In November 2009, Yas Island was the venue for the Abu Dhabi Formula One Grand Prix; earlier that year, the UAE capital was selected as the headquarters for the International Renewal Energy Agency, IRENA - two events that show how the United Arab Emirates is making its mark on the world, as a showcase for technology and for much else besides.
Yet a mere 38 years ago, when the federation of the UAE was created, the country had little in the way of development, let alone technology. There were few schools and hospitals, no tarmac roads connecting its major cities and, in the more remote areas, camels and donkeys were still a common mode of transport.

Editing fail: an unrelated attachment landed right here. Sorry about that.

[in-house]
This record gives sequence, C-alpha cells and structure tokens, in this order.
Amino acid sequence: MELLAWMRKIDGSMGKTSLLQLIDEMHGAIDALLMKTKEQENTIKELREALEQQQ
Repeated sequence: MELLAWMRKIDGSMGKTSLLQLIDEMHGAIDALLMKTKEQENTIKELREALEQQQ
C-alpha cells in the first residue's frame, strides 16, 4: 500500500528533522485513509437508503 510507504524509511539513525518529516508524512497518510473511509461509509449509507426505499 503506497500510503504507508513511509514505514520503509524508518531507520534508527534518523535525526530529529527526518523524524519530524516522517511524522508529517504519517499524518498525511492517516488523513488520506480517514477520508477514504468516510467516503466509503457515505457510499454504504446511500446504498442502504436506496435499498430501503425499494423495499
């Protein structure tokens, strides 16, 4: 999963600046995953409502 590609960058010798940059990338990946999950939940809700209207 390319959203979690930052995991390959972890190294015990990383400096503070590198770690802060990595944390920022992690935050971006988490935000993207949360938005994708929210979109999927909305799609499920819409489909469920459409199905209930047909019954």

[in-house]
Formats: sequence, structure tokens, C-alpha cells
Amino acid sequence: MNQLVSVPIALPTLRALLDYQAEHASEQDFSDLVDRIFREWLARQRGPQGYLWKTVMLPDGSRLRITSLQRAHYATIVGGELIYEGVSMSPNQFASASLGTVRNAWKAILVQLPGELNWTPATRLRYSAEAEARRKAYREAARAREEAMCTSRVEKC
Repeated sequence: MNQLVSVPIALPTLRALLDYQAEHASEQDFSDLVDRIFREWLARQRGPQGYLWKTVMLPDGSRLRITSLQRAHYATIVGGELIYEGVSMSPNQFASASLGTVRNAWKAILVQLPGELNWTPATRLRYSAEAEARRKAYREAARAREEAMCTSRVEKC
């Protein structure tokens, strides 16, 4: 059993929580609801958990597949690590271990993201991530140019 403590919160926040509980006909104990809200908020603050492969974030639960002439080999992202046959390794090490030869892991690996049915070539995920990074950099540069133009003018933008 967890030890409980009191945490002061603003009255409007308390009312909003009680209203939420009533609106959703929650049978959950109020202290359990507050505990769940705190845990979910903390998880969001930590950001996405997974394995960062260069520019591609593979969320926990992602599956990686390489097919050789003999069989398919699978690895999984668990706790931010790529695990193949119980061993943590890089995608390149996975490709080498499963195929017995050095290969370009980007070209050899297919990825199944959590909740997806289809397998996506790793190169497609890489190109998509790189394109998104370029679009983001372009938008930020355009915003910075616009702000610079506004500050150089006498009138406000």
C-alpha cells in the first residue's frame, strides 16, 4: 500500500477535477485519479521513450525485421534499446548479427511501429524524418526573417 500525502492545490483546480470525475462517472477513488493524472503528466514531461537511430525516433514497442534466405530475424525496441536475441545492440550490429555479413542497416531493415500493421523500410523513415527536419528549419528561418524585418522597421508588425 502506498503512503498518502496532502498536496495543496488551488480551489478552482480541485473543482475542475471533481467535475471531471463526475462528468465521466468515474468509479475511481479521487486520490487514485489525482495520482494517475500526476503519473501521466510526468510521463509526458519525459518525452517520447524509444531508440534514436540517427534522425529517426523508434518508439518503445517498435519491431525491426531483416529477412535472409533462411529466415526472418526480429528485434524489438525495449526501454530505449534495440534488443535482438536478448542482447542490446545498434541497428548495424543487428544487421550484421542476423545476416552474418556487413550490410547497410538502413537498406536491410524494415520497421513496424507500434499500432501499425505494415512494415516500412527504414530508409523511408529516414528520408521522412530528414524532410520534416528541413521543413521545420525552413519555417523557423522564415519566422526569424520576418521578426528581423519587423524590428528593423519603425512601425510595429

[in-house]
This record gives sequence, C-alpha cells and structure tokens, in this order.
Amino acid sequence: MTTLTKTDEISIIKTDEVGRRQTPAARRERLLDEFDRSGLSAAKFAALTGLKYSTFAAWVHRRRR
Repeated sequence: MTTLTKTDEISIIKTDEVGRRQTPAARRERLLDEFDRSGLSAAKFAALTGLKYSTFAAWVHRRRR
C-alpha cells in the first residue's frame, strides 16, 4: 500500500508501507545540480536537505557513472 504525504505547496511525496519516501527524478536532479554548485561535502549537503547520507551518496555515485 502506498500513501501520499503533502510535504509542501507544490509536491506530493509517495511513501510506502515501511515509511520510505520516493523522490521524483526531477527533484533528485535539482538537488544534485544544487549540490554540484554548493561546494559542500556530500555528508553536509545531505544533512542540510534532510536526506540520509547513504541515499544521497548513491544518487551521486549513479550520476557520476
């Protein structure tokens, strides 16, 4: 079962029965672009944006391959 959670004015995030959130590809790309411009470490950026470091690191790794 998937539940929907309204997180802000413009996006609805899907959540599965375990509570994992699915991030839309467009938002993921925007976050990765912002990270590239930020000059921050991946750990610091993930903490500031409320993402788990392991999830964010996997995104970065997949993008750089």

The dramatic changes the country has undergone since then are due to the visionary leadership of the country’s first President, the late Sheikh Zayed bin Sultan Al Nahyan. Becoming Ruler of Abu Dhabi in 1966, and then President on December 2, 1971, he was determined to ensure that the people of the UAE would enjoy the benefits of development.
He would not, however, have been able to convert his vision into reality had it not been the UAE’s good fortune to find itself sitting on large reserves of oil and gas, which provided the revenues that permitted the growth to take place.
In 1962, when the first oil exports left Abu Dhabi, the country had changed little for centuries, except that pearling, the one industry that had provided both employment and income for more than 7,000 years, had collapsed a decade or so earlier. In less than a couple of generations, the country was to change almost beyond recognition.